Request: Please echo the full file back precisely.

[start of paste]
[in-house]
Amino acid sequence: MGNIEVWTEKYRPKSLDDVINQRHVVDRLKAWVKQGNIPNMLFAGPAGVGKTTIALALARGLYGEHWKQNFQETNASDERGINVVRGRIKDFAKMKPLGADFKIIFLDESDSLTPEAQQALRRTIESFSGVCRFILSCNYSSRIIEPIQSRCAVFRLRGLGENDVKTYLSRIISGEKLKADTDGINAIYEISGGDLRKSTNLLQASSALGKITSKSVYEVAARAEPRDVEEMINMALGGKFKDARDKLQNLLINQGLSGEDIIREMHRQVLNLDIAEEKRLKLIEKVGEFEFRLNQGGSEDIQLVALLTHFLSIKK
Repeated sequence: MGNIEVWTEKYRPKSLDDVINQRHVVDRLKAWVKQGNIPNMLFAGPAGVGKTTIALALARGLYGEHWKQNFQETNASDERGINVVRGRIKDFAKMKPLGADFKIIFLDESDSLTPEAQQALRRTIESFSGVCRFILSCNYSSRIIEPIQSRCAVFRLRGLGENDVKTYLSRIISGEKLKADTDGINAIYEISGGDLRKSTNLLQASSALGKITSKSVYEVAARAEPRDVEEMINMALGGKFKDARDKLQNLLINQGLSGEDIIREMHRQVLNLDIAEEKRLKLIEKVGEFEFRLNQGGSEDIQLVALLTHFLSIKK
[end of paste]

[in-house]
Amino acid sequence: MGNIEVWTEKYRPKSLDDVINQRHVVDRLKAWVKQGNIPNMLFAGPAGVGKTTIALALARGLYGEHWKQNFQETNASDERGINVVRGRIKDFAKMKPLGADFKIIFLDESDSLTPEAQQALRRTIESFSGVCRFILSCNYSSRIIEPIQSRCAVFRLRGLGENDVKTYLSRIISGEKLKADTDGINAIYEISGGDLRKSTNLLQASSALGKITSKSVYEVAARAEPRDVEEMINMALGGKFKDARDKLQNLLINQGLSGEDIIREMHRQVLNLDIAEEKRLKLIEKVGEFEFRLNQGGSEDIQLVALLTHFLSIKK
Repeated sequence: MGNIEVWTEKYRPKSLDDVINQRHVVDRLKAWVKQGNIPNMLFAGPAGVGKTTIALALARGLYGEHWKQNFQETNASDERGINVVRGRIKDFAKMKPLGADFKIIFLDESDSLTPEAQQALRRTIESFSGVCRFILSCNYSSRIIEPIQSRCAVFRLRGLGENDVKTYLSRIISGEKLKADTDGINAIYEISGGDLRKSTNLLQASSALGKITSKSVYEVAARAEPRDVEEMINMALGGKFKDARDKLQNLLINQGLSGEDIIREMHRQVLNLDIAEEKRLKLIEKVGEFEFRLNQGGSEDIQLVALLTHFLSIKK